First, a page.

Today I went to visit my other neighbours. About 500m down the road from my house is a Shan slum. It had a rickety wooden fence around it and the houses are made out of corrugated iron. The children are riding their bikes and playing on the dusty earth. I’ve assumed it’s Shan before even though I’ve never been into it, because most of these kind of slums are filled with Shan people who have escaped from the oppressive military regime in Burma and work for around $3–$6 a day as construction workers in Thailand. As a result of their work, they often move around from construction site to site, and so they just bring their families and build these slums near their work. (Visiting my neighbour)
Shan-Tai prayer month 2011, day 26
Needing to escape the hardships of Burma, tens of thousands of Shan have migrated into Thailand hoping to find safety and a better life. It is hard to know if they really do get a better life. Being paid a pittance, living in slums, working long hours, often 7 days a week, they end up being little better than slaves.
You could say that at least they are not being persecuted by the Burma Army, but the Thai police can be quite ruthless to those who are unable to pay bribes. Without work permits Shan people still live with constant anxiety that they may be caught by police and deported back to Burma – into the hands of the Burma Army.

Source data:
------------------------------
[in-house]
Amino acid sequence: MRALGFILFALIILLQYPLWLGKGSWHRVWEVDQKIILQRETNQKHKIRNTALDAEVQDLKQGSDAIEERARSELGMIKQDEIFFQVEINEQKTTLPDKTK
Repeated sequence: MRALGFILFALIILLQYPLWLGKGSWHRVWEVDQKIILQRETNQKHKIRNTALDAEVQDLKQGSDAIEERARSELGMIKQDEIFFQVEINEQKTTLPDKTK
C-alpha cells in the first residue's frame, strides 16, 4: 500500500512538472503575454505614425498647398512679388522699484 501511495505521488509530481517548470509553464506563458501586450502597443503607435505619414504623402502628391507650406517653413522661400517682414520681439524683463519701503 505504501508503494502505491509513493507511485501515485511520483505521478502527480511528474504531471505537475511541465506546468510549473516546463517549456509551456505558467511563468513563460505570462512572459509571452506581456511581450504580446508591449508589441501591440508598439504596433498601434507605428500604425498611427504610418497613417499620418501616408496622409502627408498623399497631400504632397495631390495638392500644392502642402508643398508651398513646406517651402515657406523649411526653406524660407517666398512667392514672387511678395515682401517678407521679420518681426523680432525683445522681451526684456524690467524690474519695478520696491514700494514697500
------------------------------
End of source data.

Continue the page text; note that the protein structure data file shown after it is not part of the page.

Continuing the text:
Hopelessness can overtake people in such circumstances, and often does. Without hope there can be a rapid descent into alcohol, drugs, gambling, crime, prostitution. How can the Shan have hope? In dark times, in weakness and poverty, what is there to hope for?
We know that Jesus Christ is the hope of the world, He gives light and eternal life of more value than any material goods. He gives all this and more to those who believe in Him. All they need to do is hear, understand and believe.
For this hope to come to the Shan, someone must go and tell them.
Freely you have received, freely give. (Matthew 10:8 NIV)
Cardboard was piled in the gaps between the roof and wall, probably to block the wind. I’m sure everyone could hear everything though. They slept on the floor, but did have electricity. It would be cold at nights, since they only had one layer of iron around them. (Visiting my neighbour)
- Workers who will go where the Shan live to speak truth in languages they understand.
- God to prepare hearts and make a way for all Shan to hear about Him and the love He has for all people.
- The Shan who live in Thailand in subsistence housing who face prejudice, rejection and exploitation daily.
- The Gospel to spread rapidly from Shan to Shan and transform lives as it takes root in hearts.
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Image of Shan slum in Chiang Mai: Jazng